The impact of needle and syringe provision and opiate substitution therapy on the incidence of hepatitis C virus in injecting drug users: pooling of UK evidence


Matthew Hickman, School of Social and Community Medicine, University of Bristol, Canynge Hall, Whatley Road, Bristol, BS8 2PS, UK. E-mail:


Aims  To investigate whether opiate substitution therapy (OST) and needle and syringe programmes (NSP) can reduce hepatitis C virus (HCV) transmission among injecting drug users (IDUs).

Design  Meta-analysis and pooled analysis, with logistic regression allowing adjustment for gender, injecting duration, crack injecting and homelessness.

Setting  Six UK sites (Birmingham, Bristol, Glasgow, Leeds, London and Wales), community recruitment.

Participants  A total of 2986 IDUs surveyed during 2001–09.

Measurement  Questionnaire responses were used to define intervention categories for OST (on OST or not) and high NSP coverage (≥100% versus <100% needles per injection). The primary outcome was new HCV infection, measured as antibody seroconversion at follow-up or HCV antibody-negative/RNA-positive result in cross-sectional surveys.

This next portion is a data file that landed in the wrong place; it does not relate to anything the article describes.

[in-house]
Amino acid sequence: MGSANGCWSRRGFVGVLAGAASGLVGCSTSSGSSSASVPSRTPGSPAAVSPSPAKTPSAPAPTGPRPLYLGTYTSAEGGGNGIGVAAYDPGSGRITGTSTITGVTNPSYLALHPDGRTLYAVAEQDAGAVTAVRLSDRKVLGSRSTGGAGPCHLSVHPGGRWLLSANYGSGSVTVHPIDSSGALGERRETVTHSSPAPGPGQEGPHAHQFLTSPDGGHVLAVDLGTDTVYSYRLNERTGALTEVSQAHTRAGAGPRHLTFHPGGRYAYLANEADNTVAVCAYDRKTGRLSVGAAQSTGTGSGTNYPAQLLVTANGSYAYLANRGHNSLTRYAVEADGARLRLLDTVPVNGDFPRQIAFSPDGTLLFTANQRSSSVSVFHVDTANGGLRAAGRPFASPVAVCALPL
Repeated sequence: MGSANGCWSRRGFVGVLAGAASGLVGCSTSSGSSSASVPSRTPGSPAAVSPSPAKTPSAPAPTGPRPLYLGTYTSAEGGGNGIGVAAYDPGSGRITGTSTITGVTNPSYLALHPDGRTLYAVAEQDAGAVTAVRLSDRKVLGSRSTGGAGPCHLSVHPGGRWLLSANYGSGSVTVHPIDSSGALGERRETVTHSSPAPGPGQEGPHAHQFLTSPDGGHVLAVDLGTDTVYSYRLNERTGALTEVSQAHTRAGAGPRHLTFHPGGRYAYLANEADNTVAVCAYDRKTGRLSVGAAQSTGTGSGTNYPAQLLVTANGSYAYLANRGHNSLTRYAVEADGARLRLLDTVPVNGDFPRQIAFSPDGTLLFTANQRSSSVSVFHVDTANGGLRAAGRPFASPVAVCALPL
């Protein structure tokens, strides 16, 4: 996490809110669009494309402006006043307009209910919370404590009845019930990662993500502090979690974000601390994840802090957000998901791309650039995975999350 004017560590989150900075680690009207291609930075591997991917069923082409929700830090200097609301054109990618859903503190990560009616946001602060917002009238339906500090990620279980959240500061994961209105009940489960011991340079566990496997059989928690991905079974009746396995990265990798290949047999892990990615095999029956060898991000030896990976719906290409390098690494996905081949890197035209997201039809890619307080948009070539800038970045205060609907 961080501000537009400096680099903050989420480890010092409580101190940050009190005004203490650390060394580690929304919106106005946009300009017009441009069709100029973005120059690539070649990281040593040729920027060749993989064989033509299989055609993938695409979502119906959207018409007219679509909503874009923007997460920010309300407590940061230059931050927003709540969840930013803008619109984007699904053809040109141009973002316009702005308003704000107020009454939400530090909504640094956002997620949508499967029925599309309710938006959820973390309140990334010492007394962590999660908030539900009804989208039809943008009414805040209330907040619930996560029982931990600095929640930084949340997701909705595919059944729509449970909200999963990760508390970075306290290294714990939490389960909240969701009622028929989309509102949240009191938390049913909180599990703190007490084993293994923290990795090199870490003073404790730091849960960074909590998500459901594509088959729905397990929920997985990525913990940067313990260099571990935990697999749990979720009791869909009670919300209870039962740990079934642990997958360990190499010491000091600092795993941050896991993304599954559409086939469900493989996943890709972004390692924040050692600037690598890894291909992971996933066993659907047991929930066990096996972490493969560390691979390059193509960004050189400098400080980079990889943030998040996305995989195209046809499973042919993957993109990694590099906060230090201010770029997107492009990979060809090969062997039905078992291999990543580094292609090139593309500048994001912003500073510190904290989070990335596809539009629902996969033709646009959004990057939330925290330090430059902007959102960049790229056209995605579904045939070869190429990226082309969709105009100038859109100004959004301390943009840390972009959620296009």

Findings  Preliminary meta-analysis showed little evidence of heterogeneity between the studies on the effects of OST (I2 = 48%, P = 0.09) and NSP (I2 = 0%, P = 0.75), allowing data pooling. The analysis of both interventions included 919 subjects with 40 new HCV infections. Both receiving OST and high NSP coverage were associated with a reduction in new HCV infection [adjusted odds ratios (AORs) = 0.41, 95% confidence interval (CI): 0.21–0.82 and 0.48, 95% CI: 0.25–0.93, respectively]. Full harm reduction (on OST plus high NSP coverage) reduced the odds of new HCV infection by nearly 80% (AOR = 0.21, 95% CI: 0.08–0.52). Full harm reduction was associated with a reduction in self-reported needle sharing by 48% (AOR 0.52, 95% CI: 0.32–0.83) and mean injecting frequency by 20.8 injections per month (95% CI: −27.3 to −14.4).

Conclusions  There is good evidence that uptake of opiate substitution therapy and high coverage of needle and syringe programmes can substantially reduce the risk of hepatitis C virus transmission among injecting drug users. Research is now required on whether the scaling-up of intervention exposure can reduce and limit hepatitis C virus prevalence in this population.